Archive for July, 2008


I spent an interesting morning last Friday at the Foreign and Commonwealth Office, attending a meeting of ‘civil servant bloggers’ - not many of whom, it turned out, actually blogged - to discuss the recent guidelines for online participation. It was organised through the Power of Information Taskforce.

I found it a peculiar experience, not really being sure of what the purpose of the workshop was, nor what would happen to the results, whatever they may have been.

The guidelines themselves are short and sweet, and whilst in many ways their brevity is a strength, they do (out of necessity) simplify an issue which is actually pretty complicated when you think about it. For instance, what do we actually mean when we talk about online participation? Also, how could civil servants participate online? There are several choices:

  • They can do so internally or externally
  • They can use social media to communicate or collaborate
  • They can use their own platform, or get involved with someone else’s
  • They can do so officially, or personally

I doubt whether the guidelines will encourage too many civil servants to start blogging, which is probably a good thing, if we are being honest. Most have neither the neither the time nor the inclination to start their own blogs, and it is a truth universally recognised that there is nothing worse than blogs that run out of steam, or enthusiasm.

Instead, I think there needs to be a focus on participating online in other people’s spaces. This is a quick, easy way for officials to engage without the need for the continuous content generation that comes with setting up a new platform. It’s also something that could develop over time:

  1. Listen to what’s being said - set up simple RSS feeds and subscribe to searches on key terms to monitor the online conversation
  2. Get involved - where appropriate, leave responses where they are required, or acknowledge and link to such conversations from the traditional web presence
  3. Create content - if it is necessary or useful, start a blog to provide a way of providing information and views that work better on a standalone site

To do this though, officials need the resources to be able to do it: time, skills and tools. The recent work at DIUS goes to show just what is possible when roles are created to focus on digital participation issues. Training is required to show civil servants how to do stuff - but it needs to be directly focused on what people in specific jobs need, whether press officers, policy officials, or whoever. Rather than training, ‘mentoring’ or ‘coaching’ is probably the better term for this. In terms of tools, people need to be able to access sites, whether blogs, forums or social networks, without having to request to IT to lift the block on each one. They also need up-to-date browsers which can handle Flash or AJAX type content, and which render pages properly. Far, far too many public institutions use IE6 as their most up to date browser - it isn’t good enough.

Ingrid was at the event too, and posted her thoughts here.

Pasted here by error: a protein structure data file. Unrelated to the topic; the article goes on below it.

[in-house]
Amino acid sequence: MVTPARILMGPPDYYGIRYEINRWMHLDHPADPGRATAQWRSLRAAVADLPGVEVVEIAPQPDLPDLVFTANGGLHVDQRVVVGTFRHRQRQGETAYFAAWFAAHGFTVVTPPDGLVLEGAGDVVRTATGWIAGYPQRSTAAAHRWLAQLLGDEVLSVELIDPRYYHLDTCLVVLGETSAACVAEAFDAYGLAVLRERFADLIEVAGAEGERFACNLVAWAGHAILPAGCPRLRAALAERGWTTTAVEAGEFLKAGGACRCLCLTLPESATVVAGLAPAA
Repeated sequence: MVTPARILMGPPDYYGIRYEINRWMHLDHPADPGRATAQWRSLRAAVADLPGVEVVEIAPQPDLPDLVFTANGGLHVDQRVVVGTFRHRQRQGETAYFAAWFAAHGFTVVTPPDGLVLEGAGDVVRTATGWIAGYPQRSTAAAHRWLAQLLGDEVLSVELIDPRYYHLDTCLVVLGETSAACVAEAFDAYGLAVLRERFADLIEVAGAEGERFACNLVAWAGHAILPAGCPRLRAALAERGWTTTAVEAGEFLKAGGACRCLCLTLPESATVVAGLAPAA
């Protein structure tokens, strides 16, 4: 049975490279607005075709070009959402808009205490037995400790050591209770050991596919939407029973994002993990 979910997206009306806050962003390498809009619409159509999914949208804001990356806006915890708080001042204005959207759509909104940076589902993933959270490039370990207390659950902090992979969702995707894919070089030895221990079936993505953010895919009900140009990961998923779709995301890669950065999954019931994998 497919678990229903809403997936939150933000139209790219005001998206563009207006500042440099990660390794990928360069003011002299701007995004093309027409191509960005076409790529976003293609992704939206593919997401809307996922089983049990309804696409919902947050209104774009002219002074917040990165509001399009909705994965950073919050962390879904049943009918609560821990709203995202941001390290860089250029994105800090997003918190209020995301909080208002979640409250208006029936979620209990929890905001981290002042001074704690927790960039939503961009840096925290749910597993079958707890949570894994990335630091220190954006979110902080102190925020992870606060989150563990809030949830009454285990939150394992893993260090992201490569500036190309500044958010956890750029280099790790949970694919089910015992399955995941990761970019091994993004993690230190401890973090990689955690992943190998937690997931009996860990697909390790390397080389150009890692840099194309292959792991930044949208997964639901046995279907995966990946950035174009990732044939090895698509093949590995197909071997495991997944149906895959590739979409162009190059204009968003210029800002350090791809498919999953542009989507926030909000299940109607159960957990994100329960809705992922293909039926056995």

Category : E-Democracy | Blog
CommunitiesUK Twitter Feed

CommunitiesUK Twitter Feed

Interestingly, it looks like the experiment with Twitter that DCLG have been undertaking as part of the Communities in Control digital participation drive might continue beyond the initial period. Great news.

Category : E-Democracy | Twittering | Blog

I was delighted to be a part of the winning pub quiz team at WordCampUK, not least because it meant that I won a wicked cool dark green WordPress tshirt. I asked the now-legendary quiz host Jon Bounds for a large, and a large was what I got.

Only, it’s in the ladies style, which makes it significantly smaller than me.

So, there is a free WP tshirt going spare to any suitably sized female who wants it. Let me know in the comments or by email. See the photo of Automattic dude Sam Bauers below, who is sporting the manly version.

Sam Bauers in Green WP T Shirt

Photo by Benjamin

Category : wordpress | Blog
Category : Bookmarks | Blog

Been busy at WorkCampUK so haven’t been following my feeds that closely, but my eye was caught by a post written by Shane Richmond, Communities Editor of the Telegraph’s web presence:

I’ve been testing Google Apps within the Telegraph for the last few months so I’m delighted that we’re now switching over entirely. The speed, accessibility and flexibility of Google Mail, Google Calendar and Google Docs make them much better to work with than the programs we used before.

Interesting news. After all, if an august institution like the Telegraph can make such a move, why not any other organisation?

I do have a few issues with the Google Apps offering though. For a start, the version of iGoogle that comes as standard is a seriously crippled version which, amongst other things, only lets you have one page of stuff. Also, sharing forms using Google Spreadsheets doesn’t work for people without an account on the Google Apps domain. It also doesn’t make sense to me that Google Reader isn’t a part of the package too.

But just in terms of email, as someone who has used various versions of Microsoft Exchange and Outlook, Lotus Notes and other enterprise email systems, Gmail is better than any.